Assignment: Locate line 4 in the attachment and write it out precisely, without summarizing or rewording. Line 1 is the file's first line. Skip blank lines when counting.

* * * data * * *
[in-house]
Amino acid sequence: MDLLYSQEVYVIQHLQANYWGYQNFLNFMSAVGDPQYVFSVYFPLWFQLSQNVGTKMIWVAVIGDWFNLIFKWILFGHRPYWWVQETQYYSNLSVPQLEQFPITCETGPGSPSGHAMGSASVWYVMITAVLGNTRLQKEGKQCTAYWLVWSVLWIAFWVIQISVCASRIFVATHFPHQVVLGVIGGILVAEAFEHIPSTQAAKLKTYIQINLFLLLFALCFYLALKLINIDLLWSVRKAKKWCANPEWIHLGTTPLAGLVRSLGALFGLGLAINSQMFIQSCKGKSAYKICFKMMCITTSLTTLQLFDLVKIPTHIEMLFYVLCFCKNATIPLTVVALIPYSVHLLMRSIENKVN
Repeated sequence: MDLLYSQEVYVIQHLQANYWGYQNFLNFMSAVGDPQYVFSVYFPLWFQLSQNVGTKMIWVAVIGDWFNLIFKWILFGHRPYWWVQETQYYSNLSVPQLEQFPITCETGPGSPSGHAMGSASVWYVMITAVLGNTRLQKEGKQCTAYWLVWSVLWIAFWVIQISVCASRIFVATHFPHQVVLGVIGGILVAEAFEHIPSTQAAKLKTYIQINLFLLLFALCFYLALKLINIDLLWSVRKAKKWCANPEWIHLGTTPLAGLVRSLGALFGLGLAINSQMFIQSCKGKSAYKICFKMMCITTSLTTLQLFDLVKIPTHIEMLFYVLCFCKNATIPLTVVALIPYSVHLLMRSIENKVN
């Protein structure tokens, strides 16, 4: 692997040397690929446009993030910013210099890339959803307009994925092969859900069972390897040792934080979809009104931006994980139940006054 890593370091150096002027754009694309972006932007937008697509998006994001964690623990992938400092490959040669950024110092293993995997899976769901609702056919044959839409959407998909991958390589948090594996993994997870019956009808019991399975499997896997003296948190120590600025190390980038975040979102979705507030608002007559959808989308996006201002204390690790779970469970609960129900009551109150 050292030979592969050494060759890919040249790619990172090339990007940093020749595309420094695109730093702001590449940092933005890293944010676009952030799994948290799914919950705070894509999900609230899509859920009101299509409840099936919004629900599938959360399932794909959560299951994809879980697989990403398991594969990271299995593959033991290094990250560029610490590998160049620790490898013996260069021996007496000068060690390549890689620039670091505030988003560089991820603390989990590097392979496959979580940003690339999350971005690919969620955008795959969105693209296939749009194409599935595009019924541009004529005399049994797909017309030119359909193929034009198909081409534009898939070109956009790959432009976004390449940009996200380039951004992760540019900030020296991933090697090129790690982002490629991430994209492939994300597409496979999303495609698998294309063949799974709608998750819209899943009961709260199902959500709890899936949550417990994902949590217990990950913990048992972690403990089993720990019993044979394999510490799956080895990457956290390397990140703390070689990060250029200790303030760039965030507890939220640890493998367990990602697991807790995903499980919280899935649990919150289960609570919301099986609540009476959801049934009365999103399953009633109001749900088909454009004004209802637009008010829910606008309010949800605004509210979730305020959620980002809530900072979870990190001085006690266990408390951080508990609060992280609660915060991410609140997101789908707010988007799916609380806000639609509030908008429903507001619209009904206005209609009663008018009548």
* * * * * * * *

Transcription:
């Protein structure tokens, strides 16, 4: 692997040397690929446009993030910013210099890339959803307009994925092969859900069972390897040792934080979809009104931006994980139940006054 890593370091150096002027754009694309972006932007937008697509998006994001964690623990992938400092490959040669950024110092293993995997899976769901609702056919044959839409959407998909991958390589948090594996993994997870019956009808019991399975499997896997003296948190120590600025190390980038975040979102979705507030608002007559959808989308996006201002204390690790779970469970609960129900009551109150 050292030979592969050494060759890919040249790619990172090339990007940093020749595309420094695109730093702001590449940092933005890293944010676009952030799994948290799914919950705070894509999900609230899509859920009101299509409840099936919004629900599938959360399932794909959560299951994809879980697989990403398991594969990271299995593959033991290094990250560029610490590998160049620790490898013996260069021996007496000068060690390549890689620039670091505030988003560089991820603390989990590097392979496959979580940003690339999350971005690919969620955008795959969105693209296939749009194409599935595009019924541009004529005399049994797909017309030119359909193929034009198909081409534009898939070109956009790959432009976004390449940009996200380039951004992760540019900030020296991933090697090129790690982002490629991430994209492939994300597409496979999303495609698998294309063949799974709608998750819209899943009961709260199902959500709890899936949550417990994902949590217990990950913990048992972690403990089993720990019993044979394999510490799956080895990457956290390397990140703390070689990060250029200790303030760039965030507890939220640890493998367990990602697991807790995903499980919280899935649990919150289960609570919301099986609540009476959801049934009365999103399953009633109001749900088909454009004004209802637009008010829910606008309010949800605004509210979730305020959620980002809530900072979870990190001085006690266990408390951080508990609060992280609660915060991410609140997101789908707010988007799916609380806000639609509030908008429903507001619209009904206005209609009663008018009548």